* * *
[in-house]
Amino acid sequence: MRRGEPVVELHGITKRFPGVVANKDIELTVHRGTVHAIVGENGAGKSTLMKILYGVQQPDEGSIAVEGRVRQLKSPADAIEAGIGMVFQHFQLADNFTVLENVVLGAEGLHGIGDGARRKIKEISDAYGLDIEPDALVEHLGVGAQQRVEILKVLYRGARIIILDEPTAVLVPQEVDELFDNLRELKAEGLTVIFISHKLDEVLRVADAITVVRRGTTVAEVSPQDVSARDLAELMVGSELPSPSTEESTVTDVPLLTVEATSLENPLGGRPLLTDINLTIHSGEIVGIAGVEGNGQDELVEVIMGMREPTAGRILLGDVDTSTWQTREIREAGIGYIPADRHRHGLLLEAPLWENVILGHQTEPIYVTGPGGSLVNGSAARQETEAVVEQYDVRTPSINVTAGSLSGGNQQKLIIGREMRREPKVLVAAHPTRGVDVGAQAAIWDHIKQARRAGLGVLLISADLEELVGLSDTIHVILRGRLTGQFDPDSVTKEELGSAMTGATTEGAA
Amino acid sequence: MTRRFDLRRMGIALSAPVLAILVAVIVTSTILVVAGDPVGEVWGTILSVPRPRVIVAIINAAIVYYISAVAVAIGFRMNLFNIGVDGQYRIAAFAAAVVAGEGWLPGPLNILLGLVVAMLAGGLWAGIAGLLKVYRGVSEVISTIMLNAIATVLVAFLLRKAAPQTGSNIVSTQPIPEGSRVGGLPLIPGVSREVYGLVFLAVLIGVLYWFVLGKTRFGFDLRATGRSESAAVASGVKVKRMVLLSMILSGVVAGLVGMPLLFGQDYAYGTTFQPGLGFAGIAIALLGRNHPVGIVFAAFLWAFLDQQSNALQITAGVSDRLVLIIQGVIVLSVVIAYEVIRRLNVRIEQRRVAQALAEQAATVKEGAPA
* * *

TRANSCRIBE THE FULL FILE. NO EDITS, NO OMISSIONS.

[in-house]
Amino acid sequence: MRRGEPVVELHGITKRFPGVVANKDIELTVHRGTVHAIVGENGAGKSTLMKILYGVQQPDEGSIAVEGRVRQLKSPADAIEAGIGMVFQHFQLADNFTVLENVVLGAEGLHGIGDGARRKIKEISDAYGLDIEPDALVEHLGVGAQQRVEILKVLYRGARIIILDEPTAVLVPQEVDELFDNLRELKAEGLTVIFISHKLDEVLRVADAITVVRRGTTVAEVSPQDVSARDLAELMVGSELPSPSTEESTVTDVPLLTVEATSLENPLGGRPLLTDINLTIHSGEIVGIAGVEGNGQDELVEVIMGMREPTAGRILLGDVDTSTWQTREIREAGIGYIPADRHRHGLLLEAPLWENVILGHQTEPIYVTGPGGSLVNGSAARQETEAVVEQYDVRTPSINVTAGSLSGGNQQKLIIGREMRREPKVLVAAHPTRGVDVGAQAAIWDHIKQARRAGLGVLLISADLEELVGLSDTIHVILRGRLTGQFDPDSVTKEELGSAMTGATTEGAA
Amino acid sequence: MTRRFDLRRMGIALSAPVLAILVAVIVTSTILVVAGDPVGEVWGTILSVPRPRVIVAIINAAIVYYISAVAVAIGFRMNLFNIGVDGQYRIAAFAAAVVAGEGWLPGPLNILLGLVVAMLAGGLWAGIAGLLKVYRGVSEVISTIMLNAIATVLVAFLLRKAAPQTGSNIVSTQPIPEGSRVGGLPLIPGVSREVYGLVFLAVLIGVLYWFVLGKTRFGFDLRATGRSESAAVASGVKVKRMVLLSMILSGVVAGLVGMPLLFGQDYAYGTTFQPGLGFAGIAIALLGRNHPVGIVFAAFLWAFLDQQSNALQITAGVSDRLVLIIQGVIVLSVVIAYEVIRRLNVRIEQRRVAQALAEQAATVKEGAPA